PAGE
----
Radicava Prolongs Survival, Small ALS Study Shows

Marta Figueiredo, PhD avatar

by Marta Figueiredo, PhD |

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Radicava (edaravone)


Long-term treatment with Radicava (edaravone) is generally safe and nearly doubles survival time in adults with amyotrophic lateral sclerosis (ALS), according to a small real-life study in Japan.

These data add to increasing, but still limited, evidence showing the therapy prolongs the life of ALS patients and reduces the risk of death, further highlighting Radicava’s therapeutic potential in ALS.

Larger studies are needed to confirm the therapy’s survival benefits in this patient population, the researchers noted.

The study, “Improved Long-Term Survival with Edaravone Therapy in Patients with Amyotrophic Lateral Sclerosis: A Retrospective Single-Center Study in Japan,” was published in the journal Pharmaceuticals.

Developed by Mitsubishi Tanabe Pharma, Radicava works by reducing oxidative stress, which is thought to be one of the drivers of nerve cell death in ALS. Oxidative stress is an imbalance between the production of potentially harmful free radicals and a cell’s ability to detoxify them.

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The therapy was approved for ALS in Japan and South Korea in 2015 and in the U.S. in 2017, based on findings from the Phase 3 Study 19 clinical trial (NCT01492686), which showed that Radicava effectively slowed disease progression and functional decline by 33%, compared with a placebo.

However, there is limited long-term, real-world data demonstrating Radicava’s safety and effectiveness, and only one prior study reported its effect on survival. While that study showed Radicava-treated patients lived about two times longer than those not receiving the therapy (a median of 61 vs. 32.5 months), mean treatment duration was very short (8.8 months).

Now, researchers in Japan evaluated the long-term survival benefits of Radicava in 45 ALS patients (28 men and 17 women) who first visited their hospital from 2013 to 2018 and were followed-up until December 2020.

A total of 22 patients were treated with Radicava for a mean duration of 26.6 months, or little more than two years (range, 2–64 months), while 23 did not receive the therapy and were used as the control group.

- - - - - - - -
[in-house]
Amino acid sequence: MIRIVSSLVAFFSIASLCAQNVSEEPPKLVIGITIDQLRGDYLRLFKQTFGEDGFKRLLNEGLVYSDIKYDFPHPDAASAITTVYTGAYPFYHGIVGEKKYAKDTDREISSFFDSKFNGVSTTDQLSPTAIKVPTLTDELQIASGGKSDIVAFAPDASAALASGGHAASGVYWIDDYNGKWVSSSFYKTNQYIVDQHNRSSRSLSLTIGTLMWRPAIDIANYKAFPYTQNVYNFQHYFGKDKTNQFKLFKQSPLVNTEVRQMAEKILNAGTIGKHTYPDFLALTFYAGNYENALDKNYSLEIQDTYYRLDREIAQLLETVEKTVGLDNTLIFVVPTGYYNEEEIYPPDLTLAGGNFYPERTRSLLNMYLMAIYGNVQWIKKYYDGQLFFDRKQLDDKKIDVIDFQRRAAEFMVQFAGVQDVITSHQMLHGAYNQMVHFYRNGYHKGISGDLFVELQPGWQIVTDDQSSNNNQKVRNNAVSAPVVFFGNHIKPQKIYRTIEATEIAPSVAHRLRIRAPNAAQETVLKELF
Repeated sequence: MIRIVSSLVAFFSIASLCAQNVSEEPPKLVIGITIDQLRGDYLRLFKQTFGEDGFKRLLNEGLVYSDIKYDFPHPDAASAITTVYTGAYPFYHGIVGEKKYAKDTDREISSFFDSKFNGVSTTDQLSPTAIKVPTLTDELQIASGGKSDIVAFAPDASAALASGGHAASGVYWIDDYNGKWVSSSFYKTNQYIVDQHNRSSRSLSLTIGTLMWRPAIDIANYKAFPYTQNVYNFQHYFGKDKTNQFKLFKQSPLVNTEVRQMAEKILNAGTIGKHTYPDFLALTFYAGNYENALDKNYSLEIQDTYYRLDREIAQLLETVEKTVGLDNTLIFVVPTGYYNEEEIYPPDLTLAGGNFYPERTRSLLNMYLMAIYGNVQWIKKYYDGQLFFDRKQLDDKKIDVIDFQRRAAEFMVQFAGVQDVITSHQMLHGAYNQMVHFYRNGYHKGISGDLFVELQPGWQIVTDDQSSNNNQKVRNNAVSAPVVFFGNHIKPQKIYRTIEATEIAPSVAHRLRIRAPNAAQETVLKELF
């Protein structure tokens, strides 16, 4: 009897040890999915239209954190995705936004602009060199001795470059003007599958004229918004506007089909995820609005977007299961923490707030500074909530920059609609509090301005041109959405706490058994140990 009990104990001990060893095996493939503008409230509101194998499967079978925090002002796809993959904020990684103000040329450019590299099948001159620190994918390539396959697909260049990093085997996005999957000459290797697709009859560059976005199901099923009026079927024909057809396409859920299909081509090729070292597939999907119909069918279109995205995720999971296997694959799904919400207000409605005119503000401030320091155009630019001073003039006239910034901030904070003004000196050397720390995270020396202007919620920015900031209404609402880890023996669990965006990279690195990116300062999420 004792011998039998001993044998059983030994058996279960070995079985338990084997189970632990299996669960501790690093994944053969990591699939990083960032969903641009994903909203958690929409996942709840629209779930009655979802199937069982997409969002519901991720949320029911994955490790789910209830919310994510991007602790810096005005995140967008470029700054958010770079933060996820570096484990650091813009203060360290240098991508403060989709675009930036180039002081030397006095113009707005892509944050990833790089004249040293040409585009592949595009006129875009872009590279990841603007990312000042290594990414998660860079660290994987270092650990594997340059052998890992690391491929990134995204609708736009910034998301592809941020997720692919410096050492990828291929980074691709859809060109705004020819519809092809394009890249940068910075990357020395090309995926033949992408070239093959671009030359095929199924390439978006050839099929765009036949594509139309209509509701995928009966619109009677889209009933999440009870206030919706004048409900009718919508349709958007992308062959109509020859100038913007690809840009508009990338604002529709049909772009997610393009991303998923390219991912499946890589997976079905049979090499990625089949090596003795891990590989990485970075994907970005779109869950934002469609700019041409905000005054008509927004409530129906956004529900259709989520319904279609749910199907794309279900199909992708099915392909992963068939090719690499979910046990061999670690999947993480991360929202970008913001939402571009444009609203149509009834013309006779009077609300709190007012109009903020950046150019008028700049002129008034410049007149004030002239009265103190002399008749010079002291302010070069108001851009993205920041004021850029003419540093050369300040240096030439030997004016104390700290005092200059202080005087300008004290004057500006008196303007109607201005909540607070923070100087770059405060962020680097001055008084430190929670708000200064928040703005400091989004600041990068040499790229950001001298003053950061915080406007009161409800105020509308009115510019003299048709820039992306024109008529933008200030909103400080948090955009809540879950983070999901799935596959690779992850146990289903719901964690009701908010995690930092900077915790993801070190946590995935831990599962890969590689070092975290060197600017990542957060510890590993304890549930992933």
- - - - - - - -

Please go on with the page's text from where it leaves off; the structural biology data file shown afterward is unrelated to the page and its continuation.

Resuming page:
There were no significant group differences in terms of demographic and clinical characteristics. Riluzole, an ALS-approved therapy marketed as Rilutek, Tiglutik, and Exservan, was taken by most patients in both groups (81.8% in the Radicava group and 60.9% in the control group). These differences also were not statistically significant.

The main goal of the study was to assess whether Radicava extended the time until tracheostomy ventilation or death. Tracheostomy is a surgical procedure that creates an opening in the windpipe for mechanical ventilation.

Results showed that Radicava-treated patients lived nearly two times longer than those not given the therapy (median of 49 vs. 25 months). Notably, this survival benefit remained significant after adjusting for potential influencing factors, such as age of onset, riluzole treatment, and disease severity at study’s start.

Two patients in the Radicava group underwent tracheostomy ventilation either at 16 months (nearly 1.5 years) or 62 months (more than five years) after disease onset.

Long-term treatment with Radicava was generally well-tolerated, with no treatment-related serious adverse side effects. No patient discontinued Radicava due to adverse events, with disease worsening as the most common reason to stop treatment (seven of nine patients).

These findings highlighted that Radicava “improves survival and maintains its effect over several years without serious adverse events,” the researchers wrote.

Given the small number of patients included in this study, larger studies are needed to confirm these findings and compare Radicava’s survival effects based on age and site of onset.

Such analyses will be feasible with data from an ongoing post-marketing study that is assessing the five-year safety and effectiveness of Radicava in 700 ALS patients living in Japan.

Mitsubishi Tanabe Pharma America, which commercializes Radicava in the U.S., also is evaluating an oral formulation of Radicava in adults with ALS living in North America, Japan, and certain European countries in a Phase 3 clinical trial (NCT04165824) and its open-label extension study (NCT04577404), expected to end by September 2023.